Chris Evans kicks off his autobiography with a 'top ten' of various words used to describe him by tabloid newspapers. "Tosser" is at number one, just above "Liar", "Tyrant" and "Drunkard", notes The Observer.
These days, the erstwhile enfant terrible of the airwaves is keen to present himself as a reformed character. But as he slips into Terry Wogan's comfy Radio 2 breakfast show (which, with 8.1 million listeners, draws the biggest audience on British radio), can he stop himself from sabotaging everything all over again?
Self-sabotage has been the leitmotif of Evans's career since he was expelled from grammar school at the age of 13 for smashing a chair over a teacher's head, says Lynn Barber in The Sunday Times. "This is the great snakes-and-ladders pattern of Evans's life. He attains success thanks to his incredible drive and ambition but then periodically seems to wreck it." In the process he has lost a fortune. Reckoned to be worth some £87m at his peak, he hardly leads the life of a pauper, with ten Ferraris in the garage of his £10m Berkshire pad. But he makes no bones about having to work. "I don't have any money it's all spent. I've got a current account and that's it."
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Ask anyone under 20 why Evans is famous and you'll be met with a blank stare. Yet little more than a decade ago, he was among the most powerful men in the British media, says The Guardian. "He wasn't just a DJ but a multi-platform brand and national icon" feted for presenting some of the most popular and genre-busting TV programmes of the era, such as the Big Breakfast and TFI Friday, and for his work as a pioneering radio DJ.
Many found his drunken antics and inflated self-confidence profoundly annoying, adds The Observer. But the "bespectacled loudmouth" from a Warrington council estate broke out all over the schedules "like a ginger rash".
At the time, many judged him to be an astute businessman, says The Independent. Evans formed his own firm, Ginger Media, to produce the shows and sold the formats internationally. After resigning from Radio 1 in a fit of pique in 1997, he bought Virgin Radio from Richard Branson for £80m. Two years later, he sold Ginger Media to Scottish Media Group for £225m, pocketing £30m in cash. Evans continued as Virgin's top DJ and increased the audience.
But the public drinking binges continued and, in 2001, an "embarrassed and humiliated" Scottish Media Group fired him after he'd phoned in sick, but was photographed on a bender with his teenage pop bride Billie Piper.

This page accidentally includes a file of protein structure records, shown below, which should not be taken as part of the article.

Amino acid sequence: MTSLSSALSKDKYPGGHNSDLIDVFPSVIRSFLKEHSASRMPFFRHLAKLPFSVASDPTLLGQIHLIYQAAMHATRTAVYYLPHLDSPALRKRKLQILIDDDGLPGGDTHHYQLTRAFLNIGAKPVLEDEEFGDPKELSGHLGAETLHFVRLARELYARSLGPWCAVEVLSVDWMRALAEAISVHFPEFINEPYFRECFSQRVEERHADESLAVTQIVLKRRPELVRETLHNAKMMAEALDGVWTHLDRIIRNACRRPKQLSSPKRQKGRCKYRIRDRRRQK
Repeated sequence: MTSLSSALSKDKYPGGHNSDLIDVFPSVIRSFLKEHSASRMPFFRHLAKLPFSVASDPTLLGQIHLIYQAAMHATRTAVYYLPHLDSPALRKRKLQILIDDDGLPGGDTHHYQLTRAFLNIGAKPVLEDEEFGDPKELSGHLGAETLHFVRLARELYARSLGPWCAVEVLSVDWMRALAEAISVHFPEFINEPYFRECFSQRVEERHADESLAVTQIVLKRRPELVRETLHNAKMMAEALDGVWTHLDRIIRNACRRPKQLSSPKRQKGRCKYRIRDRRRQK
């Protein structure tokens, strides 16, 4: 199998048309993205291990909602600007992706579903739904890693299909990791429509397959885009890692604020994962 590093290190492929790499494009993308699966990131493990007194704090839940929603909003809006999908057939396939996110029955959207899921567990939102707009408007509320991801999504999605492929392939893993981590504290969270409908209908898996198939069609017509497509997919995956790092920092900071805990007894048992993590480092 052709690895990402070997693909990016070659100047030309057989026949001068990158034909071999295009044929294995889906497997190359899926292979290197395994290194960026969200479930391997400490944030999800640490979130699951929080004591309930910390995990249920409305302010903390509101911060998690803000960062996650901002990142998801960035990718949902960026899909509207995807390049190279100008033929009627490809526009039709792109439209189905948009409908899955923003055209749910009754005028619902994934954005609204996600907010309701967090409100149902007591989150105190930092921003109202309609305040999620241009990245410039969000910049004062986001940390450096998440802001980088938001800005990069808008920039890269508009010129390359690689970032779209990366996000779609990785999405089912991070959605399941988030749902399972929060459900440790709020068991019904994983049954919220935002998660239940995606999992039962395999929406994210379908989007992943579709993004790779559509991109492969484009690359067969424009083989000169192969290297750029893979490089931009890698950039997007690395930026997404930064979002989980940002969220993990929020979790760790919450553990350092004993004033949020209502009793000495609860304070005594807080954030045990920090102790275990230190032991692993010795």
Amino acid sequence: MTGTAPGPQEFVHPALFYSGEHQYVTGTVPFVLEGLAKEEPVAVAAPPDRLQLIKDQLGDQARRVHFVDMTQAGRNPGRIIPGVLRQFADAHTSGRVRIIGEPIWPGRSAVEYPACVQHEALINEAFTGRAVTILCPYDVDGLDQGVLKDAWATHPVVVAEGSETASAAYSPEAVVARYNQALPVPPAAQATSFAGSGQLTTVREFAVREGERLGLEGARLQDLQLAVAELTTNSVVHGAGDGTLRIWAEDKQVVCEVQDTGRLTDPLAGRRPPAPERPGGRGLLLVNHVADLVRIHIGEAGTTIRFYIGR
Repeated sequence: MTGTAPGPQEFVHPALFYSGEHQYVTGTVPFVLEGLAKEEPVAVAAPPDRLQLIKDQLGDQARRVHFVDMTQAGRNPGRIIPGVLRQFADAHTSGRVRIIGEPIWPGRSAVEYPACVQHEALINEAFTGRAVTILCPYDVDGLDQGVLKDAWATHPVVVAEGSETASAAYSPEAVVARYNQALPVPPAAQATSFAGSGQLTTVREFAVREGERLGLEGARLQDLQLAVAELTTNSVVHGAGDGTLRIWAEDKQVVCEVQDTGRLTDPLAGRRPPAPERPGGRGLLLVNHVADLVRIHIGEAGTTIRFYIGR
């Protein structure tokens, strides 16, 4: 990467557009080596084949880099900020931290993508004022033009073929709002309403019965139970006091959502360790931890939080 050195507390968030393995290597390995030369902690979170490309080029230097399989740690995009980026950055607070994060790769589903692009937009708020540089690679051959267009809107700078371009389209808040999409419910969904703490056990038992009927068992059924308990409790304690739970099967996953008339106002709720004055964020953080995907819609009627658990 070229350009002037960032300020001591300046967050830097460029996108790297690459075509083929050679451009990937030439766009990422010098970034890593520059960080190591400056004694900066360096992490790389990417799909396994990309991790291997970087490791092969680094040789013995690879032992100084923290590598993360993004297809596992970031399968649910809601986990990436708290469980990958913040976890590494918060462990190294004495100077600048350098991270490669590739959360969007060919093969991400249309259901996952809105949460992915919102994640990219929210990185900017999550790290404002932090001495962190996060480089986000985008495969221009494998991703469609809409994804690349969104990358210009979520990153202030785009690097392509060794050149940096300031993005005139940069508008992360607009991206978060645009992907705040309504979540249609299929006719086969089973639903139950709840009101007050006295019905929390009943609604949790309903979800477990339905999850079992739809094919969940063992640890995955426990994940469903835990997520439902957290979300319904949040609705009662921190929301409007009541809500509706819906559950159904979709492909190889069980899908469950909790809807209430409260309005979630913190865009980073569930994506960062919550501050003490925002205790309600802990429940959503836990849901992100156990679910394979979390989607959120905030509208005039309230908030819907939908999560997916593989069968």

It was the start of a protracted "lost weekend" that reached its nadir in 2003 when Evans sued Scottish Media Group for breach of contract, lost the case and was branded by the judge "a petulant prima donna of overbearing arrogance and conceit as well as a liar".
Now 43 and remarried to golf coach Natasha Shishmanian, Evans says he's happier and calmer than in his youth. Instead of drinking Soho dry every night, he's hit the other extreme: sitting at home doing The Daily Telegraph crossword and watching Countdown. Maybe the TOGs Terry's Old Geezers have nothing to fear from the "Ginger Whinger" after all. "Perhaps he really is turning into Wogan."
Rise and fall of a revolutionary programme-maker
"Living the dream" is still important to Evans and to his mother, who likes to borrow the Roller when she heads to Lidl to stock up on bargains, says The Sunday Times. It's hardly surprising, given his tough upbringing as the youngest son of a bookmaker who died of cancer when Evans was 13.
When he left school, Evans took a series of odd jobs (including becoming a Tarzan stripogram) before getting his first break with Manchester Piccadilly Radio as a gofer on the Timmy Mallett show. Typically, he was fired for "gross misconduct", but it was there that Evans learned his craft, says The Observer.
Even at his lowest point, Evans was always impressive on that score: renowned for his "meticulous" preparation. Indeed, it is easy to forget now "just how revolutionary" his zoo-format shows were. After being picked up by GLR it was a short-step before he scored his "dream job" at Radio 1. So how did he throw it all away quite so dramatically? Much of his fortune was blown away in taxes, legal fees and high living. But many attribute Evans's downfall to selling out to Scottish Media Group. Hanging onto his shares there was a mistake; when he sold the last of them in the autumn, he received just £261,000.
But the deal damaged him professionally too, according to his first wife, media pundit Carol McGiffin. "It's not surprising he couldn't turn it down. Yet...the wealth he craved made Chris boring. The brilliant, innovative programme-maker... became a bloated businessman with nothing in common with his audience." As she noted in 2003, perhaps losing a fortune was "the best thing that could happen to Chris".
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